WALTHAM – Women are 37 percent more likely to have chronic obstructive pulmonary disease (COPD) than men and now account for more than half of all COPD deaths in our nation. Today, the American Lung Association released the latest installment in its Disparities in Lung Health series, “Taking her Breath Away: The Rise of COPD in Women.” The report explores how COPD has become a major and increasing health threat for women.
More than seven million women in the United States currently have COPD, and millions more have symptoms but have yet to be diagnosed. In Massachusetts alone, there are more than 176,000 reported cases of COPD in women, roughly 6.5 percent of the state’s population. The number of deaths from COPD among women has more than quadrupled since 1980, and the disease has claimed the lives of more women than men in this country each year since 2000.
“COPD, which once was known as a disease that plagues older males, is rapidly rising in the female population” said Jeff Seyler, President & CEO of the American Lung Association of the Northeast. “Our latest report sheds some light on why this disparity exists and what we can do as a nation, as a state and as individuals to help alleviate the burden on COPD patients, their families, and their caregivers.”
COPD is a progressive lung disease that slowly robs its sufferers of the ability to draw life-sustaining breath. It is the third leading cause of death in the United States. Only heart disease and cancer kill more Americans than COPD does. Of the 14.7 million people who have been diagnosed with COPD in this country, 58 percent of them are women. By the time most women are being diagnosed, it’s often when 50 percent of lung function or more is lost. Even then, women have serious challenges that impact their ability to manage their disease, resulting in a lower overall quality of life.
“COPD affects not just the patient but their families,” said Dr. David Neumeyer, pulmonary specialist at Lahey Hospital and Medical Center in Burlington. “Continued education and awareness is an important piece of any comprehensive treatment plan, particularly as women are more prone to flare-ups, or sudden worsening of COPD symptoms that can require urgent care.”
Smoking is the primary cause of COPD, although there are other important causes. The report identifies a complex interplay of risk-factor exposures, biological susceptibility and sociocultural dynamics working together to increase COPD’s burden on women. Foremost, the rise of COPD in women is closely tied to the success of tobacco industry marketing that targeted women, particularly in the late 1960s. The tobacco industry’s success in addicting women to their products decades ago is still resulting in new cases of COPD and other tobacco-related illnesses in these women as they have aged.
Other key findings include:
– Since COPD has historically been thought of as a “man’s disease,” women are underdiagnosed and undertreated for COPD.
– Women are more vulnerable than men to lung damage from cigarette smoke and other pollutants.
– Women are especially more vulnerable to COPD before the age of 65.
– Women with COPD have more frequent disease flare-ups—a sudden worsening of COPD symptoms that is often caused by a cold or other lung infection.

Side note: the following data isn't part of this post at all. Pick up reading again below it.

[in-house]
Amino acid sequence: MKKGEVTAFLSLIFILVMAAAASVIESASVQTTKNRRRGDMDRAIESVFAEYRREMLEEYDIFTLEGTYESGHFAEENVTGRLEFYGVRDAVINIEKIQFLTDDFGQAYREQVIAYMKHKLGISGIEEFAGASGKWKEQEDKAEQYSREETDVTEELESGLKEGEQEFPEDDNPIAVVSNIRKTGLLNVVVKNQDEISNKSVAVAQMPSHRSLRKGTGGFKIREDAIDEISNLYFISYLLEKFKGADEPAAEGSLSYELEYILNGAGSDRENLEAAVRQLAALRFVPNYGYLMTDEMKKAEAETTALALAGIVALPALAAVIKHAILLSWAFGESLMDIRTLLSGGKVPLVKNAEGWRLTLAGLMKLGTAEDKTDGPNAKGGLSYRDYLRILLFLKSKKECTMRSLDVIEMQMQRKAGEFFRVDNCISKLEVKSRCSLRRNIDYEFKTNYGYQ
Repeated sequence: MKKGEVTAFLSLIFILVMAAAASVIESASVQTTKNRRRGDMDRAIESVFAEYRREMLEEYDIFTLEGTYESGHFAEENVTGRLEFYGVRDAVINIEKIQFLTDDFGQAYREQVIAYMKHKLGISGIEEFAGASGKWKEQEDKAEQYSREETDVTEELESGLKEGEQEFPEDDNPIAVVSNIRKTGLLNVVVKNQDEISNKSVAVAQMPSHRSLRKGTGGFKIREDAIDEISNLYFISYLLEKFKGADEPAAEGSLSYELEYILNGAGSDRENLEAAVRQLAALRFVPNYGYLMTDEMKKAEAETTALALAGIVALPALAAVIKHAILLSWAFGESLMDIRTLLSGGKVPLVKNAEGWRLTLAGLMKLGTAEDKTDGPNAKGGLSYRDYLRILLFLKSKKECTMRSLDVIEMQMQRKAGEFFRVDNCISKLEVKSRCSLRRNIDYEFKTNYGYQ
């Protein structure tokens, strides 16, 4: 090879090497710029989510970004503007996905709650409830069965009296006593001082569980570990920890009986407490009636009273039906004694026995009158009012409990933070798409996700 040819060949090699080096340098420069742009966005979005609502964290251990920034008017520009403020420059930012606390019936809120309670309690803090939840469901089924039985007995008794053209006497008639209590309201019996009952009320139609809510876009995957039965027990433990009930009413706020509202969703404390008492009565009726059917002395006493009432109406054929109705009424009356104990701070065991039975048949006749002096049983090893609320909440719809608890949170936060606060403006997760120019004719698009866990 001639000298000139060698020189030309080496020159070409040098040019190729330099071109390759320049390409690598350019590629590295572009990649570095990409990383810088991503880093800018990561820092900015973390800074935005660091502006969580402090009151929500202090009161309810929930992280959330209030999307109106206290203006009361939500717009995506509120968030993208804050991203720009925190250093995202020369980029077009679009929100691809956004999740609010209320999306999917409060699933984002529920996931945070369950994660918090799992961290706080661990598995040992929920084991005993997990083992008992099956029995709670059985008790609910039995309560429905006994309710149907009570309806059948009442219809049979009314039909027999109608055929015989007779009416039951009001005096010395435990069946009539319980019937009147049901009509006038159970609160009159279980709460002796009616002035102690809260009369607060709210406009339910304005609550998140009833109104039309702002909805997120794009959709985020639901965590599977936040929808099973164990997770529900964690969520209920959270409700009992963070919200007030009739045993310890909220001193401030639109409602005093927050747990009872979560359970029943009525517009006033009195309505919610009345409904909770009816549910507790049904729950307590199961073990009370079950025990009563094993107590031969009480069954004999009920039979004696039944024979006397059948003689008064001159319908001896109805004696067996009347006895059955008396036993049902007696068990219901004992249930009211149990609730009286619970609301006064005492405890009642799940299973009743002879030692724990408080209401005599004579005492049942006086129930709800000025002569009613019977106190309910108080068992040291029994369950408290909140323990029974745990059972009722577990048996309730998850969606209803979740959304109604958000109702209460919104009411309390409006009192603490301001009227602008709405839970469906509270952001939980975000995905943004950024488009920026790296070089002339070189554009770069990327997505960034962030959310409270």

– Effective treatment of COPD is complicated, and women don’t always get the kind of care that meets their needs.
– The quality of life for women with COPD is impaired at an earlier age, and is worse overall than that of men with similar severity of disease.
In Massachusetts, the American Lung Association is calling on the legislature to fund the state’s tobacco control program at or above the CDC-recommended level, to provide adequate cessation coverage and to raise the state tobacco tax. The state’s failure to invest enough resources in its tobacco control program and its lack of access to cessation coverage were highlighted in the American Lung Association’s State of Tobacco Control 2013 report.
“To reduce the number of Massachusetts residents affected by COPD, we need to further reduce smoking. Raising cigarette taxes is proven effective in discouraging youth from smoking and prompting smokers to quit,” said Casey Harvell, Director of Public Policy for the American Lung Association in Massachusetts. “In Massachusetts, we are asking the legislature to raise the tax by at least one dollar, a move that is widely supported by residents throughout the state.”
The American Lung Association calls on government agencies, the research and funding community, insurers and health systems, employers, clinicians, women and their families to take steps now to address this deadly disease. These steps are detailed in the full report, and include the strengthening of the public health response to COPD including the U.S. Centers for Disease Control and Prevention’s (CDC) creating and supporting a comprehensive COPD program similar to what is already in place for other major public health problems; increased investment in gender-specific COPD research; expanded efforts to protect everyone from harmful exposures that cause COPD such as cigarette smoke and outdoor air pollution; and implementation of health care systems changes to improve the timeliness and quality of COPD care.
The American Lung Association offers support groups for those affected by COPD, known as Better Breathers Clubs, throughout the country. Massachusetts offers several across the state. For more information on Better Breathers Clubs in your area, or to speak with an experienced lung health clinician, call the Lung HelpLine at 800-LUNG-USA.
The full report is available on the American Lung Association’s website at www.lung.org/copdinwomen.